Little Ladettes

Two articles in the Daily Mail today reminded me of a conversation in a lesson yesterday, where some pupils were just incredulous that I only drink alcohol occasionally and never with the intention of getting drunk.

The first article, by Sarah Lyall, a correspondent for the New York Times and recent author of an ex-pat view of the British, asks in the headline ‘Why are you Brits such DRUNKS?‘. The answer could be related the title of the second article, “Mum branded a ‘disgrace’ after she buys 13-year-old daughter stash of alcohol to take on school charity walk“.

But the problem is that I talk to 13-year-olds every day, including yesterday, for whom getting drunk is regular behaviour. These are not down-and-out rough-and-tumble council estate kids with no hope. These are middle class kids from tidy homes. They can’t imagine being able to socialise or have fun without alcohol. The kids yesterday attributed my lack of regular drunkness to my wild religious fanaticism, you know, the fact that I believe in God.

But neither yesterday’s children nor my present school stand out particularly. At my last school, 14-year-olds regularly talked about going out and getting drunk. And it was not like they were sneaking out of the house to do it. Their parents preferred to know where they were, even if it was stumbling down the streets throwing up or urinating in alleyways, behaviour that was also well-known by their fellow pupils.

And I have seen it myself. My favourite kebab shop is for obvious reason right in the middle of the drinking establishments in our fair city. Any time from 8:00pm on, teenagers, usually wearing the slightest amount of fabric that could called clothes, and shouting the foulest language, wander up and down the lanes in drunken packs.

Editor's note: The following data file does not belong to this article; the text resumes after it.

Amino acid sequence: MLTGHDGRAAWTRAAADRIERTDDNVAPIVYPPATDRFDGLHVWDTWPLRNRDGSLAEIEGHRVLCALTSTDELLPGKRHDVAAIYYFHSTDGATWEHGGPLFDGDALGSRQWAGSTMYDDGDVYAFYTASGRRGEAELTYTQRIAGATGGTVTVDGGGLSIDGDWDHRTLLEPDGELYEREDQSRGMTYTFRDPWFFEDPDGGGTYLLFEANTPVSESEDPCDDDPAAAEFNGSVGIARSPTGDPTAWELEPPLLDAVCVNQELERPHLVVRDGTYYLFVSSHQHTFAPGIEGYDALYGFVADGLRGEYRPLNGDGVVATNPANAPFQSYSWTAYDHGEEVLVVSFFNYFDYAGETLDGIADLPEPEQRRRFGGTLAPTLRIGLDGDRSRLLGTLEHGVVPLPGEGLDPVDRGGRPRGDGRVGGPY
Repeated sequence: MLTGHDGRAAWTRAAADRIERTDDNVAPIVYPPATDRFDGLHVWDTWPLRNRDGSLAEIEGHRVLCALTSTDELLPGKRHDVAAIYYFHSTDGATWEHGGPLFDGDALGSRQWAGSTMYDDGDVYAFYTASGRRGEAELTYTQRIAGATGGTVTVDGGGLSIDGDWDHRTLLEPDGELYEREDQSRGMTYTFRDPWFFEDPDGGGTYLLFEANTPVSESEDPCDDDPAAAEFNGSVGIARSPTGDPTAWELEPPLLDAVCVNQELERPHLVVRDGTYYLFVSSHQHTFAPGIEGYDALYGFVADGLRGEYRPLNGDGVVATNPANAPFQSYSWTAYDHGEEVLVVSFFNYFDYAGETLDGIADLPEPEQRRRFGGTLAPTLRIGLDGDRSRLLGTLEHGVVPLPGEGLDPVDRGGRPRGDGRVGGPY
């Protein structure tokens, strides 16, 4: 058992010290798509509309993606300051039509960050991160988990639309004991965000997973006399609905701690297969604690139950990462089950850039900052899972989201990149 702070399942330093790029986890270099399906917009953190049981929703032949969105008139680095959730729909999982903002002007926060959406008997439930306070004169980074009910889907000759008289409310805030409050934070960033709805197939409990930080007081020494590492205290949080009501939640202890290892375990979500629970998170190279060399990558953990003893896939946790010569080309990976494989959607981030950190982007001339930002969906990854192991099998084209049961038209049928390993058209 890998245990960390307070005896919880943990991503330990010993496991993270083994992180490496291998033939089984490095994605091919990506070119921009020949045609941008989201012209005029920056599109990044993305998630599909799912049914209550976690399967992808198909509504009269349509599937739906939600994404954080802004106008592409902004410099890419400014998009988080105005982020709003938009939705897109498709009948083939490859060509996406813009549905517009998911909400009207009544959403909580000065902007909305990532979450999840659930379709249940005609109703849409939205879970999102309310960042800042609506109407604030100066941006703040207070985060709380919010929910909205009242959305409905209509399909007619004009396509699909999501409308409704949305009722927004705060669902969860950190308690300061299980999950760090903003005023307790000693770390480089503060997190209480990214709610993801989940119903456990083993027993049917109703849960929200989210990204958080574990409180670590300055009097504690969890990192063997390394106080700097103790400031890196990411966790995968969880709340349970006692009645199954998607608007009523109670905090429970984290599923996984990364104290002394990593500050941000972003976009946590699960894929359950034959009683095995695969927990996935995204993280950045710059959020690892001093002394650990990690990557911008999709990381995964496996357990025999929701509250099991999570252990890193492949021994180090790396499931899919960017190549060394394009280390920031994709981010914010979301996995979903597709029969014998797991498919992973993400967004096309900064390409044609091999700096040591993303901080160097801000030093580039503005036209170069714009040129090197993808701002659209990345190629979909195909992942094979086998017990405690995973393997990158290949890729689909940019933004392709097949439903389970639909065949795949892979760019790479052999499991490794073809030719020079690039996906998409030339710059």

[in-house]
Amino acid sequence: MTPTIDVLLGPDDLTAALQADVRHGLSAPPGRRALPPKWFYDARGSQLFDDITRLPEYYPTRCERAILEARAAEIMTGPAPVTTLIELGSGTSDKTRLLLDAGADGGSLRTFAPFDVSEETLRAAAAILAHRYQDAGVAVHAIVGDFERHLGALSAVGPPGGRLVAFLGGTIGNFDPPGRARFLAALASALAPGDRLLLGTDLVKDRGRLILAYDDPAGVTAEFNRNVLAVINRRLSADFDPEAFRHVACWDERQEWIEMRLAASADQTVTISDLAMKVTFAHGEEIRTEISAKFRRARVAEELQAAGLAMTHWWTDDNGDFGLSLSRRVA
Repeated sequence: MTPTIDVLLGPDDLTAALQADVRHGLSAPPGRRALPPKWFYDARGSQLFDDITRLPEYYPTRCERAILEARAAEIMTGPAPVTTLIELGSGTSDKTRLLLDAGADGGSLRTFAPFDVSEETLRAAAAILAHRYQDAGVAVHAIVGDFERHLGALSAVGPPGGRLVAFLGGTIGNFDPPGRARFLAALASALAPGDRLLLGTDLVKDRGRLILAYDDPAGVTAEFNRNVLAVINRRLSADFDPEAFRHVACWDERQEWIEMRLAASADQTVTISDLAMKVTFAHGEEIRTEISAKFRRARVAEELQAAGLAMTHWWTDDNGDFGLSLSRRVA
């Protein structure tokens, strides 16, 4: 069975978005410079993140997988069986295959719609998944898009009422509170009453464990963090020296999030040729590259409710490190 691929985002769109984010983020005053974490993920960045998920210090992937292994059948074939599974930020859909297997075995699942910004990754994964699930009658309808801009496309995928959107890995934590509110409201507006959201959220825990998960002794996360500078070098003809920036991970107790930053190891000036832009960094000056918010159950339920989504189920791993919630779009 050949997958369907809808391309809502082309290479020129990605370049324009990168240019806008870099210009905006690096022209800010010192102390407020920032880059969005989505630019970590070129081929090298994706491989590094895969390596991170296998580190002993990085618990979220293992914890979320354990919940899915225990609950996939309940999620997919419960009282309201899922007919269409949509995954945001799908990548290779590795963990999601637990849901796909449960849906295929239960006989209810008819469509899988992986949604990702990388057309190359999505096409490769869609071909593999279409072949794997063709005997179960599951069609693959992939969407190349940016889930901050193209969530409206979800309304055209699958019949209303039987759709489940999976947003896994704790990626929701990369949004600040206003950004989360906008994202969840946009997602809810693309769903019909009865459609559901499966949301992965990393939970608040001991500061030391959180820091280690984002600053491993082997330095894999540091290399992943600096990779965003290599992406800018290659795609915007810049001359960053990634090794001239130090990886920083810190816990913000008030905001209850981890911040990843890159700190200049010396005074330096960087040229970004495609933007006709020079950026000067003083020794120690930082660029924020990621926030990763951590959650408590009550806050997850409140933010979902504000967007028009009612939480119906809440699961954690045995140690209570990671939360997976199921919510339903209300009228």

The one thing they all of these pupils have in common is that they were girls. It’s not that boys aren’t doing the same thing. Rather it seems to be the new expression of feminism – working very hard to equal, and now it seems outdo, the men. And if they are drinking like this in their early teens, think of what they will be like in a few years.

Advertisements

Vandalising History

From The Times:

Castles, monasteries and stately homes that have survived battles, the Reformation and the elements are falling victim to a more modern adversary — drunken youths.

Vandals have caused hundreds of thousands of pounds’ worth of damage at historic buildings around Britain in more than 170 incidents during the past year.

Hoisted

Thanks to Mr Malvern for his comments on my posting about Susan Pope, the nurse at Malvern St James school who was sacked for smacking her foul-mouthed son on the bum. He noted that the school bursar who sent the letter sacking Mrs Pope has himself been sacked.

Mr Malvern was quite generous in his description of the Denis Smith’s offences. He didn’t mention that Mr Smith rammed a police car in his drunken attempt to evade police driving through Malvern streets at 80 mph. Having worked in Malvern, I have to commend Mr Smith on his driving skills. I would not be able to drive anywhere near that fast if I wanted to, even fully sober.

Being a keen letter-writer, Mr Smith did not wait to receive his P45. He resigned. I’m guessing he figured that if the school was willing to sack someone even though they did not commit an offence, he probably didn’t stand much of a chance.

Anyhow a couple links for those interested: Malvern Gazette and Worcester News.

To modify something I heard during the Eliot Spitzer fiasco, let me make the introductions: Denis, petard. Petard, Denis.